This story about the FBI agent who warned shortly before September 11 that "someday someone will die" will get huge play. Most people--even those as knowledgeable as Glenn Reynolds in this morning's InstaPundit--will simply take this as more evidence that the FBI dropped the ball; the Democrats are pouncing on it and asking "What did President Bush know?" Few will read the fine print and understand why the FBI's legal department turned down the agent's request to investigate a man who became one of the September 11 hijackers. The reason is this: The Foreign Intelligence Surveillance Act (FISA) contained a provision that required sharp separation between the government's intelligence gathering and criminal prosecution activities. Information gained in one capacity could not be used to further the other, and communication among federal agents in these two areas was curtailed. Thus, the FBI's legal department was abiding by the restrictions imposed by Congress when it refused to allow intelligence-related information to be used to launch a criminal investigation. Fortunately, this issue was addressed in the much-reviled Patriot Act, adopted last fall. Federal prosecutors can now, under the supervision of the federal government's special security court, use intelligence information to further criminal investigations, and vice versa. This change in the law has, of course, been bitterly attacked by liberals who see it as an infringement of civil liberties. Thus, the liberals have their cake and eat it too--they denounce the FBI for incompetence, when in fact, the FBI was scrupulously following Congress' rules. At the same time, when the Administration tries to plug the loopholes that Congress created, they accuse John Ashcroft of being a fascist. A couple of weeks ago I wrote in this space that the Democrats would welcome a second successful terrorist attack, because they would gain politically by blaming it on the Administration. Some readers thought I was being too harsh. If anyone can point to a single thing the Democrats have done to make the country more secure since September 11, I will change my mind. So far, I see nothing but hypocrisy and politically-inspired grandstanding.
On September 18, Governor Paul Patton of Kentucky held a news conference, wife by his side, to deny having an affair with nursing home owner Tina Conner. Patton is a Democratic bigfoot, chairman of the National Governors Association, and was expected to challenge former National League pitching great and current incumbent Senator Jim Bunning in 2004. Ms. Conner has brought a sexual harassment lawsuit claiming she had a two-year affair with the governor and that he sicced state regulators on her nursing home after she broke off the affair in October. The state regulators assert that the 163-page list of deficiencies found in Ms. Conner's nursing home in December, two months after she broke off the relationship with Patton, resulted from an occupant's compaint. Ms. Conner is now divorced and her nursing home has filed for bankruptcy protection.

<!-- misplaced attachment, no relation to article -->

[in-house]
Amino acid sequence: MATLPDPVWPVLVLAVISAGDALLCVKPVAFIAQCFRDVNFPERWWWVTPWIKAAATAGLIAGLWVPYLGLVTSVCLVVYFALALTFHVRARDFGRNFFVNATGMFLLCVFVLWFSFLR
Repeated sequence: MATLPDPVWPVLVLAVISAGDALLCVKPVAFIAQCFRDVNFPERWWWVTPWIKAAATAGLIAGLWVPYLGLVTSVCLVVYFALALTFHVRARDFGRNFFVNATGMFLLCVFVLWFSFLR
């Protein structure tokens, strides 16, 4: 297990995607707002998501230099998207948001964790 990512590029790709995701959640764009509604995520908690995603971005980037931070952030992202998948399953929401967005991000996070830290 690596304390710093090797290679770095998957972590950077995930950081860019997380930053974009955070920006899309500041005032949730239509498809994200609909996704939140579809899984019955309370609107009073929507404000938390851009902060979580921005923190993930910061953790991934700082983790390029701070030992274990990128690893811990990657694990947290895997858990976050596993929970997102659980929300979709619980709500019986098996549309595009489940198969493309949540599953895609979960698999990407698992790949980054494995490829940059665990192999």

On September 20, Governor Patton admitted to "an inappropriate personal relationship" with Ms. Conner, but denied that he sicced state regulators, or state regulators working "directly" for him, on her nursing home. He does admit that his denial of their affair was "another mistake." This story adds the following: "Conner's lawsuit against Patton, filed Wednesday, alleges he provided extraordinary state assistance to her and her business because of the sexual relationship. She claimed that after she ended the relationship Patton made 'lewd' calls to her and that he made harassing calls after she ended the relationship. The phone records show 440 calls from phones in the governor's offices to Conner's numbers, but do not indicate who placed the calls."

Incidentally, Ms. Conner's nursing home is located in Clinton.

Friday, September 20, 2002

Schroder, by the way, has now "apologized" to President Bush. It seems like a pretty equivocal apology--"I want to let you know how much I regret the fact that alleged comments by the German justice minister have given an impression that has offended you." The "alleged comments" that "gave an impression" were obviously offensive, to say the least. We haven't heard the last of this.
In this piece, Michael Ledeen reminds us of the "intelligence failures" that we should be most concerned about in the aftermath of September 11. These include congressionally imposed or encouraged restrictions on intelligence gathering and covert activity, along with the simple unwillingness of Bill Clinton to accept help from Sudan in monitoring and apprehending bin Laden.
My own experiences with Europeans have led me to think that anti-Americanism is mainly a phenomenon of the European elites--one of their many annoying qualities. I still hope that's true. The German election may be the best test in a long time of how deep anti-Americanism runs. But the fact that Schroder considered attacks on America to be the most expedient way to close a gap in the polls is not reassuring.
Jonah Goldberg examines the sources of Germany's anti-Americanism. It's a good piece, but may underestimate sheer envy as one of the explanations.
Absolutely, Trunk, although it might be fair to add that the United Nations is already doing a good job of discrediting that theory in the eyes of the American public. On another front, now that the confirmation of Michael McConnell to the Tenth Circuit Court of Appeals looks like a done deal, the Washington Post advocates his confirmation. The Post expresses concern, however, over "the ideological uniformity of the Bush administration's [judicial] nominees." It expresses no concern over the fact that Senate Democrats denied the "well qualified" McConnell a hearing for more than a year.